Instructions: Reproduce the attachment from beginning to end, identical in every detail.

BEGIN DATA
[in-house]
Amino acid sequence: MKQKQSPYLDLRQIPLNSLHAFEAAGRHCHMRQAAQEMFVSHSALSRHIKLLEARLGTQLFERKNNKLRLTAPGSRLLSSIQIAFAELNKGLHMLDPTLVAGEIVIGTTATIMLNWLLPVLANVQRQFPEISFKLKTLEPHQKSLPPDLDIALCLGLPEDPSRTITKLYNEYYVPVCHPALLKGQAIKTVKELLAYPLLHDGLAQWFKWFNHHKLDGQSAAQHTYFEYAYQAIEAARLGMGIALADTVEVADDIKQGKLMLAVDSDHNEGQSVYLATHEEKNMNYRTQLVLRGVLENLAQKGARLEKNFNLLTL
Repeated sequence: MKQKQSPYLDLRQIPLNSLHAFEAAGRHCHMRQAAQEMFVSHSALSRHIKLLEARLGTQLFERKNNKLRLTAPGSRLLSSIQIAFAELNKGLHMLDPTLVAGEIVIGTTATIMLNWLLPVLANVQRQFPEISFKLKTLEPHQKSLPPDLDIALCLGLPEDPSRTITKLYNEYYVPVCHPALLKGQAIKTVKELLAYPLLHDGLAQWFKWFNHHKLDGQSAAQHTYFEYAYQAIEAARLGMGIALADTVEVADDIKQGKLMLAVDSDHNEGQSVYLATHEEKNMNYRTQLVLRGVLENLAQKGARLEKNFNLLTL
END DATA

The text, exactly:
[in-house]
Amino acid sequence: MKQKQSPYLDLRQIPLNSLHAFEAAGRHCHMRQAAQEMFVSHSALSRHIKLLEARLGTQLFERKNNKLRLTAPGSRLLSSIQIAFAELNKGLHMLDPTLVAGEIVIGTTATIMLNWLLPVLANVQRQFPEISFKLKTLEPHQKSLPPDLDIALCLGLPEDPSRTITKLYNEYYVPVCHPALLKGQAIKTVKELLAYPLLHDGLAQWFKWFNHHKLDGQSAAQHTYFEYAYQAIEAARLGMGIALADTVEVADDIKQGKLMLAVDSDHNEGQSVYLATHEEKNMNYRTQLVLRGVLENLAQKGARLEKNFNLLTL
Repeated sequence: MKQKQSPYLDLRQIPLNSLHAFEAAGRHCHMRQAAQEMFVSHSALSRHIKLLEARLGTQLFERKNNKLRLTAPGSRLLSSIQIAFAELNKGLHMLDPTLVAGEIVIGTTATIMLNWLLPVLANVQRQFPEISFKLKTLEPHQKSLPPDLDIALCLGLPEDPSRTITKLYNEYYVPVCHPALLKGQAIKTVKELLAYPLLHDGLAQWFKWFNHHKLDGQSAAQHTYFEYAYQAIEAARLGMGIALADTVEVADDIKQGKLMLAVDSDHNEGQSVYLATHEEKNMNYRTQLVLRGVLENLAQKGARLEKNFNLLTL